There’s a joke I tell at forums and Q&A sessions, which is that I’m going to tell you how to win every event you ever go in. It’s quite simple: You win the dressage, jump clean and fast cross-country, then leave all the rails up and don’t have a time fault. If you do that, I promise you will win. When I first say that, the audience laughs appreciatively, however, I then point out there are riders in the world who have dedicated themselves to being able to achieve that.
Jimmy Wofford shares his musings on the first two days of competition at Rolex Kentucky.
The judging has been very tough, but it seems to be level, and I do not think they’ve been unfair to anyone. The ground juries are starting to judge eventing dressage in terms of dressage, and not all of our horses and riders have satisfied the requirements for good scores yet. Having said that, I was very pleased with the overall attitude of the U.S. riders who are obviously here to compete rather than merely participating.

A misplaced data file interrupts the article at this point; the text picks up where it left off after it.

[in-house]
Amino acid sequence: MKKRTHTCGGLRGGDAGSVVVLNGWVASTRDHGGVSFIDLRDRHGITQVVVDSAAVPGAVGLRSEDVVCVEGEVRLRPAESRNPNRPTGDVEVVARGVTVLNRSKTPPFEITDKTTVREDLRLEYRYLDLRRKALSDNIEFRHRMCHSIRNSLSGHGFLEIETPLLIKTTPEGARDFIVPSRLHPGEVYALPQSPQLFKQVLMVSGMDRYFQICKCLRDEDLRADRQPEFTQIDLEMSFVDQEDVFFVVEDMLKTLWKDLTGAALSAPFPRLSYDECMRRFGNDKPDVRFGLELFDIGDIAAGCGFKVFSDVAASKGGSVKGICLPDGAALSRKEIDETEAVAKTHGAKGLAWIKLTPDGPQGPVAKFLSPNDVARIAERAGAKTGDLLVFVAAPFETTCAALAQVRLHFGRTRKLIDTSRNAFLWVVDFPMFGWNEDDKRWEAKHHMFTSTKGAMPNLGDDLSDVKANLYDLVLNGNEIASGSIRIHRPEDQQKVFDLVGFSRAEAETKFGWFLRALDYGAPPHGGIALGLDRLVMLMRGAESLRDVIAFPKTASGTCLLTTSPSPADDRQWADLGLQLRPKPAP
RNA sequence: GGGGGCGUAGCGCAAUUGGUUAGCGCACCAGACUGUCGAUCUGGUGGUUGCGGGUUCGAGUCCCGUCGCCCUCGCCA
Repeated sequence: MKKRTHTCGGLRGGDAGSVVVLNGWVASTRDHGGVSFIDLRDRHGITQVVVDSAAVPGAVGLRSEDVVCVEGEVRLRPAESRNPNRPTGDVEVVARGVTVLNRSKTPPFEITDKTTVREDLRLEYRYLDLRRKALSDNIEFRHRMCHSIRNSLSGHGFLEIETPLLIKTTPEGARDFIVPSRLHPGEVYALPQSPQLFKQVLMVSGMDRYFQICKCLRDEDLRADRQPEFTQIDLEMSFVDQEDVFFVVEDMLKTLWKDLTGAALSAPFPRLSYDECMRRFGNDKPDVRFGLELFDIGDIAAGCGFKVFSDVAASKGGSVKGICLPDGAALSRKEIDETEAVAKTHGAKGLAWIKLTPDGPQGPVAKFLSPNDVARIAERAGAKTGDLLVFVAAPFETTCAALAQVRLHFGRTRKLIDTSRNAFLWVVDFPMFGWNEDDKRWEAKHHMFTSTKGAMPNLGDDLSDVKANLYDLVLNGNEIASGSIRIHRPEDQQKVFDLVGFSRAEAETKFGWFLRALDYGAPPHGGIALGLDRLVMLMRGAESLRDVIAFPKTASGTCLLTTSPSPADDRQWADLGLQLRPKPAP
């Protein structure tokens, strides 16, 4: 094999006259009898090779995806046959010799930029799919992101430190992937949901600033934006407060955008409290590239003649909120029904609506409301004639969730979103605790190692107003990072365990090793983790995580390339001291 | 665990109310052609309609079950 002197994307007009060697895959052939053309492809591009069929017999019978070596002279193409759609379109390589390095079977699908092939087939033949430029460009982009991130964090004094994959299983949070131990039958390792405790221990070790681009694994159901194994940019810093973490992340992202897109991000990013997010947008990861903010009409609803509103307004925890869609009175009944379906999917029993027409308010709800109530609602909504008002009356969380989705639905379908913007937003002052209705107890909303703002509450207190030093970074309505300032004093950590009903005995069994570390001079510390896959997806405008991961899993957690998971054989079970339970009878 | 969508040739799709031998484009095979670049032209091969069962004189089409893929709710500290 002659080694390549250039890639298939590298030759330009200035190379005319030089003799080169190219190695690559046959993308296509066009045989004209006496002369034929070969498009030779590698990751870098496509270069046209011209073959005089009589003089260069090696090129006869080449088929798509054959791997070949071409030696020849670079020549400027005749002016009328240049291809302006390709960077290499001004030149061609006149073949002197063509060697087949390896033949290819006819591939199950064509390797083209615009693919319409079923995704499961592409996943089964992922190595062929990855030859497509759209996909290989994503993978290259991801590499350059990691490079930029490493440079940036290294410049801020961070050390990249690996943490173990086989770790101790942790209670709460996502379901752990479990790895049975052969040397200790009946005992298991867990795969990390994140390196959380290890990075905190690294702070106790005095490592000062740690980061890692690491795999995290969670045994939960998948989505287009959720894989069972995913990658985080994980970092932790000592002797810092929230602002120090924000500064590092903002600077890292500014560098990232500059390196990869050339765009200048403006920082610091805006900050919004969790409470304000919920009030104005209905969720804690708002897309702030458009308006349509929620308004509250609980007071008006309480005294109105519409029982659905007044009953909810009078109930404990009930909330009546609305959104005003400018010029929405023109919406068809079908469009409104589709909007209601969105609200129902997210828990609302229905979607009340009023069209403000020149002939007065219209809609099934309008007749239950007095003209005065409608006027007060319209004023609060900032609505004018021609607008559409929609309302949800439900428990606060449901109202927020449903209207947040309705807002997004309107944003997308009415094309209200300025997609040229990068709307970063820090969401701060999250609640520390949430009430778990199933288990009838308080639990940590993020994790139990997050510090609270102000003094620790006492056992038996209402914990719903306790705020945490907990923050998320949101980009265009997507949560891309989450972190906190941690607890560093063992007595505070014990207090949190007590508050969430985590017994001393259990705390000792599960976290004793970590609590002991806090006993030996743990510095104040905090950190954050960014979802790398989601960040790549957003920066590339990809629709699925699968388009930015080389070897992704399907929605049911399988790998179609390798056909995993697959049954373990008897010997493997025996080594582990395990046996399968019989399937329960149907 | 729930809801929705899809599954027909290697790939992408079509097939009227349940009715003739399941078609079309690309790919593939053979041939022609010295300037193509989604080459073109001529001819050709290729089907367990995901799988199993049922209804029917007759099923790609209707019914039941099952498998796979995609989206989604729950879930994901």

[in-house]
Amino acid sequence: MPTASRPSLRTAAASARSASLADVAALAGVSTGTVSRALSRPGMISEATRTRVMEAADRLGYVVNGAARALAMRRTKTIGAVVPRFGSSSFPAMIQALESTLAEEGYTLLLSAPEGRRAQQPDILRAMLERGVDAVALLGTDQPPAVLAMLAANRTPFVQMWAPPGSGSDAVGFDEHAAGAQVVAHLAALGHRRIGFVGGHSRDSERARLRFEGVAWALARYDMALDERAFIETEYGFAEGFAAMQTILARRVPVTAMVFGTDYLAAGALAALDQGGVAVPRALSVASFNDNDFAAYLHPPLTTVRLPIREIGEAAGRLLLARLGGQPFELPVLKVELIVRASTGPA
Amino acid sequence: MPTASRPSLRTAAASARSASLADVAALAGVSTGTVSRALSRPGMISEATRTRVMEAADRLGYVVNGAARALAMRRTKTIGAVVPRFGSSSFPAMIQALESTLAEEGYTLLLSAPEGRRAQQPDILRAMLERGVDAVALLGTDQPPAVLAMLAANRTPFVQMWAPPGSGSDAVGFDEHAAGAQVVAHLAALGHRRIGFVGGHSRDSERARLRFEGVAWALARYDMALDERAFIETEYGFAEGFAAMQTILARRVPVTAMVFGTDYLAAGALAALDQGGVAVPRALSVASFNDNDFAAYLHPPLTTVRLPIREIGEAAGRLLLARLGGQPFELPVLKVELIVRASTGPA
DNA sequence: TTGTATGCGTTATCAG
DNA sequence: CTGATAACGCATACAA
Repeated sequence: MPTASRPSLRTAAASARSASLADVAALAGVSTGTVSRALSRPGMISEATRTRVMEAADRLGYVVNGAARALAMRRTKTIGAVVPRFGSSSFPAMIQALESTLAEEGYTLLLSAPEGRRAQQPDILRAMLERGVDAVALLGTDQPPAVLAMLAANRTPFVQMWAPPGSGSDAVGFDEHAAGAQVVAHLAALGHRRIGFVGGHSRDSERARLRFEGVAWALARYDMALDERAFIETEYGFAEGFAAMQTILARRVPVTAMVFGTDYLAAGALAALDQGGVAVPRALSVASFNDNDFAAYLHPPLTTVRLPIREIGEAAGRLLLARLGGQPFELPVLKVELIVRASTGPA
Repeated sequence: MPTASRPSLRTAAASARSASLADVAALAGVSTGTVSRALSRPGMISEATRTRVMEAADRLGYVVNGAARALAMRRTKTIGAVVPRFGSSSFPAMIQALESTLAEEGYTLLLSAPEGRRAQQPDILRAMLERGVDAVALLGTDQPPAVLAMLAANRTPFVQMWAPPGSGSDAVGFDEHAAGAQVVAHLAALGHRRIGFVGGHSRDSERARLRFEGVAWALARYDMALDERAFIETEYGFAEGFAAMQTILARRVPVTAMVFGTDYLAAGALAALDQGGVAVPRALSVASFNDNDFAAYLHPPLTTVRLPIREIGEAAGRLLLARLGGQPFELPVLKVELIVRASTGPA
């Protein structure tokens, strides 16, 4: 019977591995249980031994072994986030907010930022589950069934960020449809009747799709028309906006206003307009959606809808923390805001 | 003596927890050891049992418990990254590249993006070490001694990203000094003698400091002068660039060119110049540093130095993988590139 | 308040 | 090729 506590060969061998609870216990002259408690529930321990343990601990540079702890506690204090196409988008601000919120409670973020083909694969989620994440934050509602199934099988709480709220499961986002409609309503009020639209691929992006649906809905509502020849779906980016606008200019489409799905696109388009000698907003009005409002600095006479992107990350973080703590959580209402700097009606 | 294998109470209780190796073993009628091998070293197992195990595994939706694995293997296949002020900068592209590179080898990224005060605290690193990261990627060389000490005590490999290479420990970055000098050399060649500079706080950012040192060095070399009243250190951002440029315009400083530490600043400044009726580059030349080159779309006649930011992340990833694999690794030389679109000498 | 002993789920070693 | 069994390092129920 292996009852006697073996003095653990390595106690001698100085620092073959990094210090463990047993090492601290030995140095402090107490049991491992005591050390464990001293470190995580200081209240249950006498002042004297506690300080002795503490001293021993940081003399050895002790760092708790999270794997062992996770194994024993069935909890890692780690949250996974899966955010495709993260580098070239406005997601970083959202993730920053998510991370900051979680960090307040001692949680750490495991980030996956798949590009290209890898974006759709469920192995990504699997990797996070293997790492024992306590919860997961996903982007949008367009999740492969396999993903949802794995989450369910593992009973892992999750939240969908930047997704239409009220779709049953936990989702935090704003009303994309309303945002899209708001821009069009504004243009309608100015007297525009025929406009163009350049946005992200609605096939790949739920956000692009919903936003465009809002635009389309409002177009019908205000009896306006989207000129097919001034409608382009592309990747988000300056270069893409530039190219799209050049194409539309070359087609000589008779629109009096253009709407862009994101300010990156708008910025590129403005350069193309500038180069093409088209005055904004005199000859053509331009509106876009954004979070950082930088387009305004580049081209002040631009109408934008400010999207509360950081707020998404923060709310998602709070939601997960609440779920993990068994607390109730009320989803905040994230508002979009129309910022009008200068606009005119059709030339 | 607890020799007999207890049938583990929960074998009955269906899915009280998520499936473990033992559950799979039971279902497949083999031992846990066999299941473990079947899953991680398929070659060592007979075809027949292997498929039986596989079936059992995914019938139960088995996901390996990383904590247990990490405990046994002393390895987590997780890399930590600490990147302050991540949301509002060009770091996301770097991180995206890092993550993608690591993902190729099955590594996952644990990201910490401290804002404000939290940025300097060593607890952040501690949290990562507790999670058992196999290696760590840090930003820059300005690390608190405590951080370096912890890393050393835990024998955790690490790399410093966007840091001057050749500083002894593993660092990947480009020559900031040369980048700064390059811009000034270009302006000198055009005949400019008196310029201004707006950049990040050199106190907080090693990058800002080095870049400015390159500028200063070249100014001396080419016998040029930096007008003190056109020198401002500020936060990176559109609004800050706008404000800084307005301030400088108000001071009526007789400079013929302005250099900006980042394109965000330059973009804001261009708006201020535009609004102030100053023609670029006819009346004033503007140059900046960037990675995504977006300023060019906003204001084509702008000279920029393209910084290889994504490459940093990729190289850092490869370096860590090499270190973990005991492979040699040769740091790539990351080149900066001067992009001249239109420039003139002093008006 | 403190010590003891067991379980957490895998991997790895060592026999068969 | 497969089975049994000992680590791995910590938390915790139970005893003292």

The year 2011 begins what will prove to be the Derek di Grazia era. The longtime course designer, Michael Etherington-Smith, has mentored Derek for the past three years, and this year Derek steps out onto the international stage with his first four-star design. I have walked the course, and it is not at all what I had expected. If I were in Derek’s shoes (and I’m glad I’m not), I would have designed a three-star course on steroids. I would have wanted the riders to handle my course easily, gain confidence in my designs and look forward to returning in other years.